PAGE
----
Gee, freestyle skiers get concussions too. And they even hire law dudes. Whodda thunk it?


                http://www.insidethegames.biz/articl...er-concussions

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                • #53
                  Believe it or not, the first-ever game of basketball could have resulted in concussions. Here's a description by James Naismith, who is generally credited with having invented the game.

                  >>“the boys began tackling, kicking and punching in the clinches,” Naismith said. “They ended up in a free-for-all in the middle of the gym floor.”

                  The injury toll: several black eyes, one separated shoulder and one player knocked unconscious. “It certainly was murder,”<<

                  http://www.nytimes.com/2015/12/16/sp...ken-words.html

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                  • #54
                    This reminds me of how far football has involved since its beginnings, before Teddy Roosevelt pushed for rule changes to take the barbarism out of it. Ironically, the two football schools that were the most brutal during this era were Harvard and Yale, whose most infamous battle was the Hampden Park Blood Bath of 1894.

                    The college game drew tens of thousands of spectators and rivaled professional baseball in fan appeal, but football in the early 1900s was lethally brutal. Football was a grinding, bruising sport in which the forward pass was illegal and brute strength was required to move the ball. Players locked arms in mass formations and used their helmetless heads as battering rams. Gang tackles routinely buried ball carriers underneath a ton and a half of tangled humanity.

                    With little protective equipment, players sustained gruesome injuries—wrenched spinal cords, crushed skulls and broken ribs that pierced their hearts. The Chicago Tribune reported that in 1904 alone, there were 18 football deaths and 159 serious injuries, mostly among prep school players. Obituaries of young pigskin players ran on a nearly weekly basis during the football season. The carnage appalled America. Newspaper editorials called on colleges and high schools to banish football outright. “The once athletic sport has degenerated into a contest that for brutality is little better than the gladiatorial combats in the arena in ancient Rome,” opined the Beaumont Express.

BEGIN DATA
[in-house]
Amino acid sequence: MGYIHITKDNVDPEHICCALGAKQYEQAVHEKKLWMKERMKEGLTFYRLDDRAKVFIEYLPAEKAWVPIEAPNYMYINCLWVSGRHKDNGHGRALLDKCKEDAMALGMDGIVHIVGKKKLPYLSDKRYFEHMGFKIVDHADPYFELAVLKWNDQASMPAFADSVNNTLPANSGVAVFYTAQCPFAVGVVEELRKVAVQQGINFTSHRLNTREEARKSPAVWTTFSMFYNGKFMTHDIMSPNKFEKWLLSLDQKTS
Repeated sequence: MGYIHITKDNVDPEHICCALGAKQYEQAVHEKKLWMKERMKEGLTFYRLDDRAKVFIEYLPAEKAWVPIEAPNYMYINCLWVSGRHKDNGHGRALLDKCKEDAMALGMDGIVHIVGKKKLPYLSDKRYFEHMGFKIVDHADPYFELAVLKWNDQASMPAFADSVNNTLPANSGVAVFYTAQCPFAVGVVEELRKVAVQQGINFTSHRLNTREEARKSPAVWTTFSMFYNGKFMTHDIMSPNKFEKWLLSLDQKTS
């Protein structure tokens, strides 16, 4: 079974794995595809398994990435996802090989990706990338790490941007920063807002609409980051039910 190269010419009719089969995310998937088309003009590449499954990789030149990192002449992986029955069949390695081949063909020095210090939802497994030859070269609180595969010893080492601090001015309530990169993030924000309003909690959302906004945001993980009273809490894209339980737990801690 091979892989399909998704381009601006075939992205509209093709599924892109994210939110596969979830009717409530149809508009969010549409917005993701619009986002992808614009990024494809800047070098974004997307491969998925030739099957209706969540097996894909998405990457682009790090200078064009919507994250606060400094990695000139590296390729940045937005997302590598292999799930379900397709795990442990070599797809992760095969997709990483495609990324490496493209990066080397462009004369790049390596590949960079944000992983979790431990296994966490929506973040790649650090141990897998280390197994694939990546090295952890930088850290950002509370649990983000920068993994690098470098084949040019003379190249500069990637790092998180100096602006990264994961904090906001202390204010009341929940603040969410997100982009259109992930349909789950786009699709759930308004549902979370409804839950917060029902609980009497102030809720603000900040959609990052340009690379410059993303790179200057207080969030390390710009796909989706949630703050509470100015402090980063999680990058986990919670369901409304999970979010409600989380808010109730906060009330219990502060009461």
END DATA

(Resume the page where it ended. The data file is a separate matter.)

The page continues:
http://www.history.com/news/how-tedd...saved-football

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                    • #55
                      It turns out that all of this attention recently given to concussions has been seen as a business opportunity for some doctors, not all of them appropriately qualified, and even by some individuals with no medical degree at all.

                      http://www.statnews.com/2015/12/16/c...-big-business/
                      Last edited by tandfman; 12-18-2015, 06:05 PM.

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                      • #56
                        I was talking with several coaches here, and we were reminiscing about the good ol' days when we got concussed in sports and kept on playing. No drain bamage there! :-)

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                        • #57
                          Ignorance is bliss.

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                          • #58
                            No wonder I'm happy all the time! The things I'm ignorant about outnumber the things I know something about a gazillion to 1.

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                            • #59
                              Originally posted by tandfman View Post
                              It turns out that all of this attention recently given to concussions has been seen as a business opportunity for some doctors, not all of them appropriately qualified, and even by some individuals with no medical degree at all.

                              http://www.statnews.com/2015/12/16/c...-big-business/
                              And those at the most risk get in on the act, too.

                              http://ftw.usatoday.com/2015/08/russ...s-a-concussion

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                              • #60
                                Bioethicists say tackle football should not be played in public schools.

                                https://sports.vice.com/en_us/articl...out-of-schools